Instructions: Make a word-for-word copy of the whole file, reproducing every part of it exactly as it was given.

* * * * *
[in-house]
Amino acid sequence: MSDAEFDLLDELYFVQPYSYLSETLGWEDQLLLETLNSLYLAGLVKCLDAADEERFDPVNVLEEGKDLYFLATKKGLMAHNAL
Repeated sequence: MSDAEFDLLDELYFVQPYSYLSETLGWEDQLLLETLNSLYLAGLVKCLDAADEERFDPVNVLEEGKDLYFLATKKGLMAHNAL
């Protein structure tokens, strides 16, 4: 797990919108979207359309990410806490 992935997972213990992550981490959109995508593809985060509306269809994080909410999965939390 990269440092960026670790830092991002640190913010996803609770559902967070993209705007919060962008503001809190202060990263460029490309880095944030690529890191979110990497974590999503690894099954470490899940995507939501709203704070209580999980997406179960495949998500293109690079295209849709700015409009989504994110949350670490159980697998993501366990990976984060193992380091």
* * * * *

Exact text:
[in-house]
Amino acid sequence: MSDAEFDLLDELYFVQPYSYLSETLGWEDQLLLETLNSLYLAGLVKCLDAADEERFDPVNVLEEGKDLYFLATKKGLMAHNAL
Repeated sequence: MSDAEFDLLDELYFVQPYSYLSETLGWEDQLLLETLNSLYLAGLVKCLDAADEERFDPVNVLEEGKDLYFLATKKGLMAHNAL
């Protein structure tokens, strides 16, 4: 797990919108979207359309990410806490 992935997972213990992550981490959109995508593809985060509306269809994080909410999965939390 990269440092960026670790830092991002640190913010996803609770559902967070993209705007919060962008503001809190202060990263460029490309880095944030690529890191979110990497974590999503690894099954470490899940995507939501709203704070209580999980997406179960495949998500293109690079295209849709700015409009989504994110949350670490159980697998993501366990990976984060193992380091």